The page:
Solar Roadways is the brainchild of Julie and Scott Brusaw, a therapist and an electrical engineer who are proposing to pave our streets and highways with durable solar panels instead of asphalt. Currently
The Brusaw’s scheme involves modular hexagonal solar panels that link together to form a continuous roadway surface. The panels are imbedded with LEDs that “paint” the road from beneath with requisite markings and signage. They are capable of withstanding 250,000-pound loads. Integral heating elements melt snow and ice—an especially important feature considering that cleaning implements for an atypical road structure would necessitate a whole new brand of technology. If implemented, the Brusaws argue, the panels could generate enough clean, carbon-free electricity to power the U.S. three times over.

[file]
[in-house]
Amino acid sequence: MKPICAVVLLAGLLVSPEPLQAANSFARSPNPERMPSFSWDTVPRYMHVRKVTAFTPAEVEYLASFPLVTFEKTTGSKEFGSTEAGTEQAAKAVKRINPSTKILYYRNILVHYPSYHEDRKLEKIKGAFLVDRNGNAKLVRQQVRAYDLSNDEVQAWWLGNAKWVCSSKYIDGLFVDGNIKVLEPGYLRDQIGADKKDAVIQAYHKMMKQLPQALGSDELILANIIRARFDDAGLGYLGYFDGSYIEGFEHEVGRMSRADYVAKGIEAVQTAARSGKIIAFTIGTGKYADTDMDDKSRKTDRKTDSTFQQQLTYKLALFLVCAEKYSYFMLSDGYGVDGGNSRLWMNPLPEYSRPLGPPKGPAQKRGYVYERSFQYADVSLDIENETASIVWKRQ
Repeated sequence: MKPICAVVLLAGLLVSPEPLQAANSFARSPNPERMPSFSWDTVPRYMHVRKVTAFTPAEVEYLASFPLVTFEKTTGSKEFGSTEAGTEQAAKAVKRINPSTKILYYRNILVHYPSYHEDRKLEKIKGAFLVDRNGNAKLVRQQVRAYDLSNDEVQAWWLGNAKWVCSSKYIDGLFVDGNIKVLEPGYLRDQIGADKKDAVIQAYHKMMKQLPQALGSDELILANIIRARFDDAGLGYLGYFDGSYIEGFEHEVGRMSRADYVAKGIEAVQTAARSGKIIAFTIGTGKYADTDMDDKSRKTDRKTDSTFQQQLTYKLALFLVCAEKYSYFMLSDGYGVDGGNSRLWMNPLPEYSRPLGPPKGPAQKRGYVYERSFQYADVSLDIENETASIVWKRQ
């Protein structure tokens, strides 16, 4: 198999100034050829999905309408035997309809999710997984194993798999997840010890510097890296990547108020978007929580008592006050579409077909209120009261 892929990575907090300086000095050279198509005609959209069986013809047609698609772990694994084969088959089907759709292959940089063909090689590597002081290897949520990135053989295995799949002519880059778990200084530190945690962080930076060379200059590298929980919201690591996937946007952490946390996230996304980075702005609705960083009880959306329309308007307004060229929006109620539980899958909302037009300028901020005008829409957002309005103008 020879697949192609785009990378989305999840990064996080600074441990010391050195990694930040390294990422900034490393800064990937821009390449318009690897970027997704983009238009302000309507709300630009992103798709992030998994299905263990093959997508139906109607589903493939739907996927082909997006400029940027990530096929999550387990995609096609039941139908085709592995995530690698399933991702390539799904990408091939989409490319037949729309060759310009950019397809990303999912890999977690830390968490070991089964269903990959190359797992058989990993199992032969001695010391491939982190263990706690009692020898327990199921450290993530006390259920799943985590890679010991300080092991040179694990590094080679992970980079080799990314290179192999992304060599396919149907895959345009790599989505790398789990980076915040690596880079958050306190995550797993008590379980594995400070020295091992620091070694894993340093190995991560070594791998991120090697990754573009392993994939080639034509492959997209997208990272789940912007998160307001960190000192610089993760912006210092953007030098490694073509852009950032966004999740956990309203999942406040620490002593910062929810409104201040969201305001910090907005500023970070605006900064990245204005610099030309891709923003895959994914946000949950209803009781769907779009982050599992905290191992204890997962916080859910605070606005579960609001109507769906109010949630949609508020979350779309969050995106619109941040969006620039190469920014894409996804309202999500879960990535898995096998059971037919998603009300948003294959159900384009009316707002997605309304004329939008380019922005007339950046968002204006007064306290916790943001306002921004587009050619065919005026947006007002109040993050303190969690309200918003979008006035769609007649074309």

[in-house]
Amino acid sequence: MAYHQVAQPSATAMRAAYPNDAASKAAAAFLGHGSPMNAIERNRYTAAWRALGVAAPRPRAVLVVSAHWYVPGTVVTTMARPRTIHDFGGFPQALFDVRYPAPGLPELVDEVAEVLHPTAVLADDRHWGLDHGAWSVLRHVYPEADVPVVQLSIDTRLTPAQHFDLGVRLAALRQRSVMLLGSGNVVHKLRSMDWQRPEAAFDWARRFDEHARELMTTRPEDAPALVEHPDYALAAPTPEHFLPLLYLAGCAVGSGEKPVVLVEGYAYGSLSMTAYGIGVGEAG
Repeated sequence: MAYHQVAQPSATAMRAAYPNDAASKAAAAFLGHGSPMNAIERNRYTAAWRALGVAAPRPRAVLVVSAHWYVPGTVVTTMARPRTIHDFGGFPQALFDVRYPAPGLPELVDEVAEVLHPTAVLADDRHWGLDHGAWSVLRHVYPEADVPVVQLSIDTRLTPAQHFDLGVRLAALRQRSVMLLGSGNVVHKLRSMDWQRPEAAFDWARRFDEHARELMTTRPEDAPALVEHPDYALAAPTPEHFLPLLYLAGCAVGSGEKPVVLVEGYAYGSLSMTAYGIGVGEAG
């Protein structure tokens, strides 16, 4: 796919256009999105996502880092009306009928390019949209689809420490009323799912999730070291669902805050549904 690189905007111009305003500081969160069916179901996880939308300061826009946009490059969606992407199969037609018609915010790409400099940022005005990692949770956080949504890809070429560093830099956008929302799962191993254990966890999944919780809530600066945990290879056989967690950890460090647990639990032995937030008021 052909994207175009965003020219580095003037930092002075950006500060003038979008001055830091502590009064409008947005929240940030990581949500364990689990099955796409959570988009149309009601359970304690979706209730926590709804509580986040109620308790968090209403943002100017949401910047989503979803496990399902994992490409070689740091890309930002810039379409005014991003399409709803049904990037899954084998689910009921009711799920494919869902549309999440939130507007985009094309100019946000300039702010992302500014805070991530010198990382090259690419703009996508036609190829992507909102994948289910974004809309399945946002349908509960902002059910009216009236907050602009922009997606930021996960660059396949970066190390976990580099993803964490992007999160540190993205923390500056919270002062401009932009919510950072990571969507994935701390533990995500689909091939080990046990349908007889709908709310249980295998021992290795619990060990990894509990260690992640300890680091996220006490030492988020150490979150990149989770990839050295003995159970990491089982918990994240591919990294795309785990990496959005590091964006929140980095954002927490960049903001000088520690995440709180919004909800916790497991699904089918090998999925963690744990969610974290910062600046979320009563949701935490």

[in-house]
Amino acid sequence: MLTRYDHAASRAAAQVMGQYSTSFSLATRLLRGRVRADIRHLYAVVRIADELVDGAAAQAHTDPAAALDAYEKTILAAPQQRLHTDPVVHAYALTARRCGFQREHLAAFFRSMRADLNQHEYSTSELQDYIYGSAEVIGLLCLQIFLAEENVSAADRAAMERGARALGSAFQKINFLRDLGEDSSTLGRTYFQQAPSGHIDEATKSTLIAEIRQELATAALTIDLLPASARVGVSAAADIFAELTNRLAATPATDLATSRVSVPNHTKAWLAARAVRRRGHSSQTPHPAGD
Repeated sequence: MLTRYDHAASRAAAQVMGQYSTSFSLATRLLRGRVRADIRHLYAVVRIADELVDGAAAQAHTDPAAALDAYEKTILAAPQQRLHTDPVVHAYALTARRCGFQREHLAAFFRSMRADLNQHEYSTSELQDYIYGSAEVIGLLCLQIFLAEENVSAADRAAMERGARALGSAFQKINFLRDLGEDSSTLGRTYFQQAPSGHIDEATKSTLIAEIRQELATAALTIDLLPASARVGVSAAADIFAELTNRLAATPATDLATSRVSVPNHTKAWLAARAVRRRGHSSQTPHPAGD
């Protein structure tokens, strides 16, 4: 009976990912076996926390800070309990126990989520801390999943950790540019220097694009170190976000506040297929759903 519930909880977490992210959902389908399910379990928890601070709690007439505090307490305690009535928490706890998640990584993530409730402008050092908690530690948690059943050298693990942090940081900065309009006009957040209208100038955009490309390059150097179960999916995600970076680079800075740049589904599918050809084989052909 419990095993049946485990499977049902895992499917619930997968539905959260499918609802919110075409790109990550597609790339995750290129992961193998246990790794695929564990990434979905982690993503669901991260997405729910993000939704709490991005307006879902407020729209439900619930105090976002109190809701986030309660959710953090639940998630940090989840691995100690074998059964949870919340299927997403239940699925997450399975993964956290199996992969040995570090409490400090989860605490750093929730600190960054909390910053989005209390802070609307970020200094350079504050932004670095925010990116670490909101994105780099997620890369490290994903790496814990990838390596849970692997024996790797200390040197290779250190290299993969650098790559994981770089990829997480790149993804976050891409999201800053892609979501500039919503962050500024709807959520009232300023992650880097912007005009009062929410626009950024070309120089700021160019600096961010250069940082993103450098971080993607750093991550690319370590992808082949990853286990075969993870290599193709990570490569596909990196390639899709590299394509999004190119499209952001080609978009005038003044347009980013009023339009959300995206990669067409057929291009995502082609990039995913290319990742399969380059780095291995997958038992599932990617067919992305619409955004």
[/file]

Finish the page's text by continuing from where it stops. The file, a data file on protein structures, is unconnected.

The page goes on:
The project’s lofty ideals are slowly but surely trickling down to reality. Solar Roadways has built a trial-run parking lot and has also garnered two rounds of funding from the Federal Highway Administration, as well as a private grant. Despite these contributions, however, the project needs more than $800,000 more to reach its goal of $1 million.
Cost considerations are the project’s biggest variable. Estimates to cover the country’s roadways run at $56 trillion, or 20 times the annual federal highway budget. Long-term maintenance costs are impossible to nail down at this point, making long-term viability a looming factor. Currently, each panel costs $10,000, although those costs are expected to drop as development continues.